Our amazing planet.

UK Woman Is First to Ski Across Antarctica

Ross ice shelf, Antarctica, ross island, western Antarctica
A shot from Ross Island, which lies in the middle of the Ross Ice Shelf, where Aston began her journey. (Image credit: Steve Rupp, National Science Foundation.)

British explorer and meteorologist Felicity Aston has just become the first person ever to ski across Antarctica powered only by human muscle.

Aston is also the first woman to cross the icy continent alone. She traveled 1,084 miles (1,744 kilometers) in 59 days, pulling two sledges behind her, according to news reports.

Although her trek is now complete, Aston was still waiting out on the ice for a ride back to civilization this morning (Jan. 23).

"Reporting the weather every hour so that the plane will hopefully come and get me later today. Luckily it's a lovely day," she tweeted at around 9 a.m. ET this morning.

Aston began her journey on the Ross Ice Shelf, the same spot where, 100 years ago, doomed British explorer Robert Falcon Scott began his own journey to the South Pole.

Aston's trip had a far happier ending than Scott's, which resulted in the death of Scott and his four companions after they were beaten by a Norwegian team to become the first people at the South Pole.

"Sitting in my tent in the middle of Hercules Inlet waiting for a plane to come and pick me up. I've been promised red wine and a hot shower," she tweeted at around 12 a.m. ET Monday morning, just as she reached her destination on the Ronne Ice Shelf, a massive plain of ice in West Antarctica.

OurAmazingPlanet spoke with Aston in September 2010, when her record-breaking solo journey was still in the planning stages. She said that Scott's tragic expedition holds a special place in the British imagination.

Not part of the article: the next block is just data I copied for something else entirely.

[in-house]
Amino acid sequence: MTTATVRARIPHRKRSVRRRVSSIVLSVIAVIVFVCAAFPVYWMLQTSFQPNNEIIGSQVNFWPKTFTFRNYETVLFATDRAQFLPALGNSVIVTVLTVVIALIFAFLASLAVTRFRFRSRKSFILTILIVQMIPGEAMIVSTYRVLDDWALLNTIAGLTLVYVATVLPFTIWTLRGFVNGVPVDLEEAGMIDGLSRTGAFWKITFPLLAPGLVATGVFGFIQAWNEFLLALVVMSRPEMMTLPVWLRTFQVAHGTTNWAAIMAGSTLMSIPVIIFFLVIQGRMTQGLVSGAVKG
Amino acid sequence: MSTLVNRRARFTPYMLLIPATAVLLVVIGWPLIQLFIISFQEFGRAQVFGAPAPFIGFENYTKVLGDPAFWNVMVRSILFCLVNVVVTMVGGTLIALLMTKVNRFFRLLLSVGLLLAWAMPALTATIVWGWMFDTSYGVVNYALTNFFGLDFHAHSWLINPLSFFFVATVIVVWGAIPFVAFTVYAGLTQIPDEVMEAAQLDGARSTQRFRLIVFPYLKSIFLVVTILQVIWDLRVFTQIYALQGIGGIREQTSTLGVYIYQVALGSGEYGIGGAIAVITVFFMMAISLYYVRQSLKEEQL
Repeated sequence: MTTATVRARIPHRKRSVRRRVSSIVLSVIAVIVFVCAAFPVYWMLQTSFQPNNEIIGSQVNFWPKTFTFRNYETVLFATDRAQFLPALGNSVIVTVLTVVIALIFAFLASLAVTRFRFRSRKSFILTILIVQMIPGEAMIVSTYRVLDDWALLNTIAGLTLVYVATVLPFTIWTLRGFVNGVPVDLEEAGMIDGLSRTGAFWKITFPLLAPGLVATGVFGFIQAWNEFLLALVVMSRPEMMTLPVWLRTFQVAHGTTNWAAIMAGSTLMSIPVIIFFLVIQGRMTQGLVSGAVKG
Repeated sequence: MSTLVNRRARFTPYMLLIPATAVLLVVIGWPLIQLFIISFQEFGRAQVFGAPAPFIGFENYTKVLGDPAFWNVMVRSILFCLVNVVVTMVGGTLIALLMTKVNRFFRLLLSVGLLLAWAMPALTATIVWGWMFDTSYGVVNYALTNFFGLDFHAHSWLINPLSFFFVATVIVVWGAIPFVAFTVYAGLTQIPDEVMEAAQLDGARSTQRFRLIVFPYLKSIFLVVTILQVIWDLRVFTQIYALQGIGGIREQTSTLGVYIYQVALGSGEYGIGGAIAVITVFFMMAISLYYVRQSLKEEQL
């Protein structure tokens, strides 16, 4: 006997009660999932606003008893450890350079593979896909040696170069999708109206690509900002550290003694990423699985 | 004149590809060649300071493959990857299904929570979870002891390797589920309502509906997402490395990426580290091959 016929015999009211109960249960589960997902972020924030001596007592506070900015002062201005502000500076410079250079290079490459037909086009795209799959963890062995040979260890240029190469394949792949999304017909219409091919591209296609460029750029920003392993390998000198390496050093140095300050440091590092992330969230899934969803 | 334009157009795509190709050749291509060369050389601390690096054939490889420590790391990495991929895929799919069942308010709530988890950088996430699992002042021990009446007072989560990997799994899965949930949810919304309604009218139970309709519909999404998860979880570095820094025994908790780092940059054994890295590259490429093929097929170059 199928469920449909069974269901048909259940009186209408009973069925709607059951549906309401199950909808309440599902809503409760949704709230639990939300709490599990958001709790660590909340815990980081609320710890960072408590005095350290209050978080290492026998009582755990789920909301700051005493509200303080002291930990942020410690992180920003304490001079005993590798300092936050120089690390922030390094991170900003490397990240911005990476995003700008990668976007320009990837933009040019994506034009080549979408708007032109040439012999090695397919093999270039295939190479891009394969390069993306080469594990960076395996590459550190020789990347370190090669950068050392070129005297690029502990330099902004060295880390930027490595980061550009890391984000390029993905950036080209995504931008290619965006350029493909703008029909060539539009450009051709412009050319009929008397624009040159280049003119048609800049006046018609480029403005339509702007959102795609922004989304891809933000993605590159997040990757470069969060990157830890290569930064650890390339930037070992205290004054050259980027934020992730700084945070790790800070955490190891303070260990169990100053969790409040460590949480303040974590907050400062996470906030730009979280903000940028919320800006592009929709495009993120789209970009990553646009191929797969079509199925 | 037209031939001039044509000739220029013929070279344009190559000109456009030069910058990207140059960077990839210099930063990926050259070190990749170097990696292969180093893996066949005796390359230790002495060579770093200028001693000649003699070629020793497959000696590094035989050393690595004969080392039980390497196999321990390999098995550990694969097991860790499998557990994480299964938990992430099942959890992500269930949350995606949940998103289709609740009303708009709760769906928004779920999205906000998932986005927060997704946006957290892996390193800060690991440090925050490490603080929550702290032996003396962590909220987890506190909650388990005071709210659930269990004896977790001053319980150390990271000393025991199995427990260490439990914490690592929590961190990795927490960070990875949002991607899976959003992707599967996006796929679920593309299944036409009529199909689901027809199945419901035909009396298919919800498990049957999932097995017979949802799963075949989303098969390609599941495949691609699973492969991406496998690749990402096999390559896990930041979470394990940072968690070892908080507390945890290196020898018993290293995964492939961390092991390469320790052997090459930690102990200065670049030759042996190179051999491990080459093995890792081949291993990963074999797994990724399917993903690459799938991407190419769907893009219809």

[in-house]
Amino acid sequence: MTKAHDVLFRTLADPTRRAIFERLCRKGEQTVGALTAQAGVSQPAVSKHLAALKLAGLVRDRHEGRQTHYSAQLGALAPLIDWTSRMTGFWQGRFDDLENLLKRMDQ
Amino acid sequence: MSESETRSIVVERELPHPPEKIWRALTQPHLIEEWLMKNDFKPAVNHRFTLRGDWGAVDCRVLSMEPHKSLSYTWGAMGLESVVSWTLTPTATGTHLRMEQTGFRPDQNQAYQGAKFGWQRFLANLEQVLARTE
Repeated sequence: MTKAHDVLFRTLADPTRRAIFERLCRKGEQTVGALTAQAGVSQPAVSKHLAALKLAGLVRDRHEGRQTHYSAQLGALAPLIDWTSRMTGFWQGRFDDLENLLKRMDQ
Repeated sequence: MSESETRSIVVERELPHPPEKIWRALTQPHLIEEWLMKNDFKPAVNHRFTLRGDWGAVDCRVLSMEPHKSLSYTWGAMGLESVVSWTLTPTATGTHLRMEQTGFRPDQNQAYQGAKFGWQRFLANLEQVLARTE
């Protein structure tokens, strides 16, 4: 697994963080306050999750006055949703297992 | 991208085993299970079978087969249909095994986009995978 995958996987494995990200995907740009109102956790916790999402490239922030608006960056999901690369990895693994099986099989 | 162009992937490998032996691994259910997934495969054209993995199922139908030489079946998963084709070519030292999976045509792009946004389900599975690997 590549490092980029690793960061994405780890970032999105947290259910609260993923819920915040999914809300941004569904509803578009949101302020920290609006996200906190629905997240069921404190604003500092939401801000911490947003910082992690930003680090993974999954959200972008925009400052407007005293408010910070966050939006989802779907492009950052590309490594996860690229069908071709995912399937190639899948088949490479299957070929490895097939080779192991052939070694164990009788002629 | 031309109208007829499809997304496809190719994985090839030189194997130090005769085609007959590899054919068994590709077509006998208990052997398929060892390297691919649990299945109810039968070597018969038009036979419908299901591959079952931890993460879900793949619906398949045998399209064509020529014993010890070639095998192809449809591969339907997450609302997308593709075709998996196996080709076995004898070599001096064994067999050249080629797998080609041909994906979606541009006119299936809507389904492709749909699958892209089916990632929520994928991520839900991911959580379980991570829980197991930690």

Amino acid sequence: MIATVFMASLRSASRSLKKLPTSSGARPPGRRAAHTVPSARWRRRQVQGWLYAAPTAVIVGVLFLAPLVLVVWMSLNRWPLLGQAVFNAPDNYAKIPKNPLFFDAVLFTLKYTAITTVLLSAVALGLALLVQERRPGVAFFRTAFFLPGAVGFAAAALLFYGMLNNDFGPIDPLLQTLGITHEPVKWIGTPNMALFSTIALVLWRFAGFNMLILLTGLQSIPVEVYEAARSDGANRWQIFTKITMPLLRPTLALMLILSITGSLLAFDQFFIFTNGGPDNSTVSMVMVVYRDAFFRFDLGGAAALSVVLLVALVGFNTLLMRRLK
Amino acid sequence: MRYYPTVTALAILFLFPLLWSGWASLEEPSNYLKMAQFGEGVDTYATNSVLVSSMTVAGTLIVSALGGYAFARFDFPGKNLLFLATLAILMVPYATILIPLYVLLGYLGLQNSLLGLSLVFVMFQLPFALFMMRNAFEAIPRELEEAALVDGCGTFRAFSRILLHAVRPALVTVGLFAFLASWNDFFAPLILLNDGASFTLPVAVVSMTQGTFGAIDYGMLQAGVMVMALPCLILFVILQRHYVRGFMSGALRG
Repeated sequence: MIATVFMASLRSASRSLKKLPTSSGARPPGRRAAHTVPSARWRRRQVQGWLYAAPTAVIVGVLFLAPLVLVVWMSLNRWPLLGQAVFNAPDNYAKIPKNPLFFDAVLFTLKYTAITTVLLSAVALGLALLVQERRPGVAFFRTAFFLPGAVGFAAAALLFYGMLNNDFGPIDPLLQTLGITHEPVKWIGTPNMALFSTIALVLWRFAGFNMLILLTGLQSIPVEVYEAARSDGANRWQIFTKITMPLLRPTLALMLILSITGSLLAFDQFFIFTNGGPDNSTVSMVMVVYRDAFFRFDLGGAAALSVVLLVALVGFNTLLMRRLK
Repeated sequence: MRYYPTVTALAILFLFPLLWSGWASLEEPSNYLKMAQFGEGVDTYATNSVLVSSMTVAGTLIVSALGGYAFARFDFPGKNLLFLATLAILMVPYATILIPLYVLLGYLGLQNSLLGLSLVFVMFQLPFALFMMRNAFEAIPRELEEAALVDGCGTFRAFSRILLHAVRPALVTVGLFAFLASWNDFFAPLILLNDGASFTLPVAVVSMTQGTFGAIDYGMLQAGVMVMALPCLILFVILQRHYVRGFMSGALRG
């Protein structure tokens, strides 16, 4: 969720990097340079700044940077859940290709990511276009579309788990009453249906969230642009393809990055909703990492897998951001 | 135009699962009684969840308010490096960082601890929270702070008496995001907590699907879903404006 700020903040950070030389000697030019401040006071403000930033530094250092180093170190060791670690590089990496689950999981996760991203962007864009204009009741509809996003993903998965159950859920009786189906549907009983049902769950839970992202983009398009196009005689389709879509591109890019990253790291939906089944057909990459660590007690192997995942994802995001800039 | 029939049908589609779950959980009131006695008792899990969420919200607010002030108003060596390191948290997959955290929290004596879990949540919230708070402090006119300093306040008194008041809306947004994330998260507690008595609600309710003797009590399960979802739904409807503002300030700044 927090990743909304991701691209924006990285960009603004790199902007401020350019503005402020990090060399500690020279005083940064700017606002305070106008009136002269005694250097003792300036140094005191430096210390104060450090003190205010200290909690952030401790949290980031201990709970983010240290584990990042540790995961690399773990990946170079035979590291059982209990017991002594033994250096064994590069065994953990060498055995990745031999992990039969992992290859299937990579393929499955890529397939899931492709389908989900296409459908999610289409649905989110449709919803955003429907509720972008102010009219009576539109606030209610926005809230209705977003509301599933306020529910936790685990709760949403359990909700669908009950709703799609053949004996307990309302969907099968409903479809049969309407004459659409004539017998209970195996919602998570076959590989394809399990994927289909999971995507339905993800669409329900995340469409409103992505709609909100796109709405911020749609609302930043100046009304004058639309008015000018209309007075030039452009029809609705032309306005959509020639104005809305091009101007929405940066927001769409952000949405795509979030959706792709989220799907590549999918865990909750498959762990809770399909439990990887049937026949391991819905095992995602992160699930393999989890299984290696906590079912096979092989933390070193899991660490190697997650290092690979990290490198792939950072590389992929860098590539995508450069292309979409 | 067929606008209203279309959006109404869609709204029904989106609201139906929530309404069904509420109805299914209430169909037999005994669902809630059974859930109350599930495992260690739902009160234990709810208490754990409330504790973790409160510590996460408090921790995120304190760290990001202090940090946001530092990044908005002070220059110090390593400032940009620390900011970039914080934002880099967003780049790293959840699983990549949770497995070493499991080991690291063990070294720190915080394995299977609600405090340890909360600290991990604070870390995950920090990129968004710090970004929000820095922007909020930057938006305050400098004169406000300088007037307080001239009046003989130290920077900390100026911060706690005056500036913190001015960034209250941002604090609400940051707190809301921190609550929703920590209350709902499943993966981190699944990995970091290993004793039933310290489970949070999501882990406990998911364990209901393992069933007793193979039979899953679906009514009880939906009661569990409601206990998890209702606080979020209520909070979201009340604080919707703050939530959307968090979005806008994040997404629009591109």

"Would it still hold such a fascination if Scott had got back alive?" she asked. "That story is such a part of our national psyche, we'd be different people."

Although only in her early 30s, Aston is a veteran of polar exploration. She has traveled extensively in Greenland, the Arctic and Antarctica. In 2009, she led an international, all-female expedition to the South Pole.

Follow OurAmazingPlanet for the latest in Earth science and exploration news on Twitter @OAPlanet and on Facebook.

Live Science Staff
For the science geek in everyone, Live Science offers a fascinating window into the natural and technological world, delivering comprehensive and compelling news and analysis on everything from dinosaur discoveries, archaeological finds and amazing animals to health, innovation and wearable technology. We aim to empower and inspire our readers with the tools needed to understand the world and appreciate its everyday awe.